will present Artificial Paradises, a new exhibition by Natasha Kissell. Borrowing its title from Charles Baudelaires eponymous book, this new show opens up multiple windows into a fanciful world. Kissell embraces an altered reality, her paintings function like psychedelic visions inviting viewers into a dream-like space.
In her previous exhibition at Eleven, The Magic Hours, each work was a trigger for a particular state of mind. This new body of works is freed from any links to the real world, it maps a utopia, a highly desirable and yet frustratingly unreachable place. In this fantastic universe, everything is enhanced; the colours are more intense, flowers are as large as trees, and 60s pod houses are dotted around like strange jungle vegetation.
These works oppose two understandings of modernity. Kissell contrasts the slick ines of modernist architecture a main feature of her works since the very early days with the flicking, collage-like perception of the modern world, as described by Baudelaire. The artist also pushes further her reinvention of the traditional genre of landscape painting; following on from the Romantic tradition, her pictures celebrate nature by sublimating it.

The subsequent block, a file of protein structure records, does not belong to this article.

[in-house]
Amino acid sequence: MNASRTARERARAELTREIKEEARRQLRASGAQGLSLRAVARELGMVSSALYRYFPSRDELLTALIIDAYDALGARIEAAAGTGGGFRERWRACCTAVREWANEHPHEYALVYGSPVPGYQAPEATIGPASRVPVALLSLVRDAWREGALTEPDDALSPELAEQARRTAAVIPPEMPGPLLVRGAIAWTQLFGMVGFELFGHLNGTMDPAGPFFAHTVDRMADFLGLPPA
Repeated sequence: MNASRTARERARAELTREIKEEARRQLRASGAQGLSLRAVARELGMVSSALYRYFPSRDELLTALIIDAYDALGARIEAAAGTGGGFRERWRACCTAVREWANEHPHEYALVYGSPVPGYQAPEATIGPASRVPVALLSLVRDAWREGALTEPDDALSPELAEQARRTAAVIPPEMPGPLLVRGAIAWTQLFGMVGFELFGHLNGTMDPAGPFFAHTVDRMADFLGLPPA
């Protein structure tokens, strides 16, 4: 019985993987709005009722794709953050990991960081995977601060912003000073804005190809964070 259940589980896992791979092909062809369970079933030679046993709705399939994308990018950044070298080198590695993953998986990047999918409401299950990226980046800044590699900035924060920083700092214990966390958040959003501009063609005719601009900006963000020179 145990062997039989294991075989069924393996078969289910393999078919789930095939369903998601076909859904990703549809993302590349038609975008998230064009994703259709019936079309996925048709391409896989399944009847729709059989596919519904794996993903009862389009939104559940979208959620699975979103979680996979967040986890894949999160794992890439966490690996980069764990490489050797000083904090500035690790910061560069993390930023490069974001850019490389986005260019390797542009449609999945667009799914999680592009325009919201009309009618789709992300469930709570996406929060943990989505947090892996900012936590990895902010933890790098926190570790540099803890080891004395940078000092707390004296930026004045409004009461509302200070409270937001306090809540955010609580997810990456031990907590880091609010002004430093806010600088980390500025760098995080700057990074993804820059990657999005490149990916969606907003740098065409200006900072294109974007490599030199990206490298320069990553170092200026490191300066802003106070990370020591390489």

Over the last year, birds have been increasingly present in Kissells works. Like cherubs in Renaissance painting, these little characters animate the image, weaving small narratives into the pictures. Two birds, each carrying a rose in their beak, are flirtatiously flying side by side. Without ever introducing any human figures, Natasha Kissells works introduce very human feelings romance, fear, excitement and wonder.
Natasha Kissell was born in 1978 and lives in Brighton. Her work is in the collections of, amongst others, HSBC, Deutsche Bank, the Saatchi Collection, the Ovitz Family Collection and Knoxville Museum of Art, Tennessee. She took part in the exhibition Painting the Glass House: Artists Revisit Modern Architecture which opened in March 2008 at The Aldrich Contemporary Art Museum, Connecticut and the Yale School of Architecture Gallery, and travelled to Mills College Art Museum in California in 2009.